Winter is just around the corner, and that means it’s almost time for skiing and riding. If you’re thinking about enrolling your child in ski lessons, now is the time to explore ski school programs and register for the upcoming season.
Ski or snowboard lessons can help develop your child’s confidence on the hill and give them a chance to enhance their skills with trained instructors.
Still, as a parent, there’s a lot to consider. Do you opt for group or private lessons? Should you enroll your child in a seasonal program or not? How do you prepare your kids for a successful season?
We talked to Terry Barbour, Sugarbush Resort’s Ski & Ride School director, on how to navigate ski school options and questions every parent should ask.
How do I decide between private or group ski lessons?
Terry: Typically, kids learn best in a group setting with other kids because they all learn from watching each other. Kids love it when another child starts getting what the instructor is teaching them, and that makes the rest of them want to figure it out. But if your child has special needs that are best met one-on-one, or if your child has trouble staying focused in a group setting, then we recommend private lessons.
I’m a good skier. Why don’t I just teach my child to ski?
Terry: The majority of parents realize this doesn’t work. It requires a tremendous amount of patience to teach skiing to children, especially kids at younger ages. Instructors use games and activities as a distraction to get kids to learn, and it works. Instructors also pay close attention to equipment because the learning curve is much longer if a child is not using appropriate equipment.
Terry: As long as your child loves the group of kids that they are skiing or riding with, then stick with it. My theory is that being a better skier or rider is a lifelong adventure. It’s a lifelong journey. That’s how most of us who ski almost every day stay enthusiastic because we’re continually learning. As long as your child is enjoying it, we encourage them to continue in a weekly program.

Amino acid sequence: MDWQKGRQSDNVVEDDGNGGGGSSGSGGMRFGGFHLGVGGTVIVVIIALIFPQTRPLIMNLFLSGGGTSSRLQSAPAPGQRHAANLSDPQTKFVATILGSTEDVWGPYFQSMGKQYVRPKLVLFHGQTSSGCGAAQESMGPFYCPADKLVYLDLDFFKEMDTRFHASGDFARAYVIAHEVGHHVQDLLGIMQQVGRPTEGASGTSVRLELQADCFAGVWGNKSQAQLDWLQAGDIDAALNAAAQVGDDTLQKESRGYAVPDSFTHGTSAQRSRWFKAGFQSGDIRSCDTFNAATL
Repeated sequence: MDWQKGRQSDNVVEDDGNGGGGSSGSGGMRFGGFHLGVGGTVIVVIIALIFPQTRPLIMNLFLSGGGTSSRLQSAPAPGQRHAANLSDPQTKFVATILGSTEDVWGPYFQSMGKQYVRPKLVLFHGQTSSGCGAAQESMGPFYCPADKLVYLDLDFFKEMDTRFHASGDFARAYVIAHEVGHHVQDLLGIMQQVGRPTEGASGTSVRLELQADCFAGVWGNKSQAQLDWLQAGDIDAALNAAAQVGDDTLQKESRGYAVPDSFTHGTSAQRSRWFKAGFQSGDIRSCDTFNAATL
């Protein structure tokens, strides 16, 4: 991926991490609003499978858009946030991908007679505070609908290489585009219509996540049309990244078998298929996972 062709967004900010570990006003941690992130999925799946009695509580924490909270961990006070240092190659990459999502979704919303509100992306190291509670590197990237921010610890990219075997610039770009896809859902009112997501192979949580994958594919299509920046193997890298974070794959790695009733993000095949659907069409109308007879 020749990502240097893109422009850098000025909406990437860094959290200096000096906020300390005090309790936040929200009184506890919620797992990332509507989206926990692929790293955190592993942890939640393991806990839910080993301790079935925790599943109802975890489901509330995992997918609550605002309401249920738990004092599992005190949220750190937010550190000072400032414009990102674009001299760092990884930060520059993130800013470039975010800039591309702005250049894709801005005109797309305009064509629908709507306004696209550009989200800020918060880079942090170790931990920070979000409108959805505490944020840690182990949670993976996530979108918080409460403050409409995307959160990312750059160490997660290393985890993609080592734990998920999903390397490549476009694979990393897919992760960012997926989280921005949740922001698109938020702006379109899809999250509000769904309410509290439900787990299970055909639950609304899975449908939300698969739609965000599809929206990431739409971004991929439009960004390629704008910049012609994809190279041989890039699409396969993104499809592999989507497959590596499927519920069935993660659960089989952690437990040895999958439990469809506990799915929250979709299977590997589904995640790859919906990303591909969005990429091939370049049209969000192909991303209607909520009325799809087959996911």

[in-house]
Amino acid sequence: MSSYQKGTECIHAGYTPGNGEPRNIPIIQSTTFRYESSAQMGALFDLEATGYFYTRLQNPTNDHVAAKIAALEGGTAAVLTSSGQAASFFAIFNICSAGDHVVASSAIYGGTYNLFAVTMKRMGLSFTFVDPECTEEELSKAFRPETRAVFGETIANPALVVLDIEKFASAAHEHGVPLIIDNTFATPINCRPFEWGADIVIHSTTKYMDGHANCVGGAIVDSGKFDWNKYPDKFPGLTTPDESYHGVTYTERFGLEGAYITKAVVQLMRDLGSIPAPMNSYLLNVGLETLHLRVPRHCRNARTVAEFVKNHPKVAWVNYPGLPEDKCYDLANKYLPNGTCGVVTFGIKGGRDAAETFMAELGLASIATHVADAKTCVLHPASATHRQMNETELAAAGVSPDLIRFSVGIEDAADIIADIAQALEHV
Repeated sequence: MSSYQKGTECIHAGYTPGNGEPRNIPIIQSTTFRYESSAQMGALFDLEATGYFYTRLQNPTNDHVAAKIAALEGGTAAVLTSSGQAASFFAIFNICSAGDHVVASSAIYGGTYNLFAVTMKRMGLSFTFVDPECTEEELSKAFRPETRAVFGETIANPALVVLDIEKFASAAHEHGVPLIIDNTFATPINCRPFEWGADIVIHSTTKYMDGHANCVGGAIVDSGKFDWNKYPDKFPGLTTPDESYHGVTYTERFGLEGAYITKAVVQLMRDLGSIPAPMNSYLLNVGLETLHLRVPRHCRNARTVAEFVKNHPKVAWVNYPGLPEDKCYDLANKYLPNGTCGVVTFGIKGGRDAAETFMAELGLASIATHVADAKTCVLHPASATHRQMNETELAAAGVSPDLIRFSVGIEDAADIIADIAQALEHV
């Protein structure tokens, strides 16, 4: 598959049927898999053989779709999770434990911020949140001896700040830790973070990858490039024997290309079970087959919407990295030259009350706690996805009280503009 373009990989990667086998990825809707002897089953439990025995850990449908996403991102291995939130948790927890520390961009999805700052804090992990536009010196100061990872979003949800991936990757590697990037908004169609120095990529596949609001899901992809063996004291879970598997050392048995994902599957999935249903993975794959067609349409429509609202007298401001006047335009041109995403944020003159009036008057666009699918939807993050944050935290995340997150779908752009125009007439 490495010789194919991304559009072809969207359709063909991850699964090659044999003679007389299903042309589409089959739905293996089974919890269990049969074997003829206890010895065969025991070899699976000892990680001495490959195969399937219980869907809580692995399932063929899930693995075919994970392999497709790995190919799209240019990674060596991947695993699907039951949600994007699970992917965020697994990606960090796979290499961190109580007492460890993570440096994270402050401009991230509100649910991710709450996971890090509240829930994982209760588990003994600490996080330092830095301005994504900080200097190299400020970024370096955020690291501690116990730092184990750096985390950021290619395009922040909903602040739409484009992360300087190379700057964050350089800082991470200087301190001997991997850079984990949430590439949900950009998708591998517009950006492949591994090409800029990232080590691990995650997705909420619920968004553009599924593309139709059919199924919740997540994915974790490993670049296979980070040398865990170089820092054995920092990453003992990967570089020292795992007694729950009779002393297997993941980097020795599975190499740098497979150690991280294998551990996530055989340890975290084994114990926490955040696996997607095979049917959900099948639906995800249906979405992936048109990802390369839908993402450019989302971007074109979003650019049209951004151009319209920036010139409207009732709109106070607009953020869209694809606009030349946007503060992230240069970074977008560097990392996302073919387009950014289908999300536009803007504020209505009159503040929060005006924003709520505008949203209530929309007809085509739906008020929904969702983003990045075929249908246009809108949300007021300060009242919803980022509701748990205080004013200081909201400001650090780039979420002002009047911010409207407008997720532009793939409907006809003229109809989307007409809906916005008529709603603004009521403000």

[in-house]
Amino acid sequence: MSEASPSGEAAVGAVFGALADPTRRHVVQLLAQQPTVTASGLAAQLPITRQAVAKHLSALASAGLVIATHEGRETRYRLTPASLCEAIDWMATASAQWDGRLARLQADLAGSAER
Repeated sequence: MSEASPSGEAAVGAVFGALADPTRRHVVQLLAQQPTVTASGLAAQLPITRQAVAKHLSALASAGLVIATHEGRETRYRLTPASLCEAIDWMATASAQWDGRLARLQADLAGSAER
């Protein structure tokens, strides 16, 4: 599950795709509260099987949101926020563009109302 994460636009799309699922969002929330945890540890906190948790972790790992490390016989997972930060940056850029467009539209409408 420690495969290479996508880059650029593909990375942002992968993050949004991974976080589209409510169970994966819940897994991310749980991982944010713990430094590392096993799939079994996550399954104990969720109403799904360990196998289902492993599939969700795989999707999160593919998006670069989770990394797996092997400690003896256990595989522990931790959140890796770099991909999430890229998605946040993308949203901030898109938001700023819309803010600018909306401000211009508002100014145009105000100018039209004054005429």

How do I prepare my son or daughter for their first lesson?
Terry: Make sure they try on their equipment and move around in it. Have your kids stay physically active as they lead up to the season because skiing and riding are very physical. Jumping rope is an awesome way to prepare.
Also, make sure your kids can get their skis or board on and know how to get up when they fall. If your child is tentative about their first day, show them the ski school ahead of time to see other kids learning. Showing them a video of skiing and riding is another good way to get them excited.
What are some questions to ask the instructor?
Terry: As a parent, I would want to know if the ski school provides specialized training for instructors—and that the instructor isn’t just someone who’s a good babysitter. Ask about the ratio between kids the instructor. For Sugarbush, it’s usually 3-to-1 for three-year-olds, 6-to-1 for kids ages 4-5, and 8-to-1 for kids 7 and up. Our bigger groups typically have an intern come along as well.
One of our questions to parents is, “Did you bring your child prepared for the day?” We want to know, did you drive all night and did your child not get to bed until midnight? Are they using new equipment or have they tried it on? Are they comfortable? Is there anything behaviorally we should be aware of? It’s essential to let instructors know this information.
Also, if your child doesn’t connect with their instructor, ask if there another option. Developing a good connection with their instructor is important. Also, if a child is ordinarily timid or needs a push, it helps to have that come from someone your child likes. Ultimately, ski schools should be flexible. After all, you hire an instructor because of their versatility and ability to work with kids.
Learn more about Sugarbush’s Ski & Ride School.
Read more about ski and ride lessons in Vermont.
–Main photo courtesy of Sugarbush Resort
Erica Houskeeper is a writer and communications professional with nearly 20 years of experience. She grew up in Manchester, Vermont, and started skiing at age 4 at Bromley Mountain. She also spent her childhood skiing at Stratton, Magic, and the former Snow Valley ski area. After working as a journalist in Vermont, Erica later became director of communications for the Vermont Department of Tourism and Marketing. She publishes www.happyvermont.com, a Vermont travel blog and podcast that explores the places and people of the Green Mountain State. She currently works as writer and photographer, and lives in Burlington with her husband and daughter.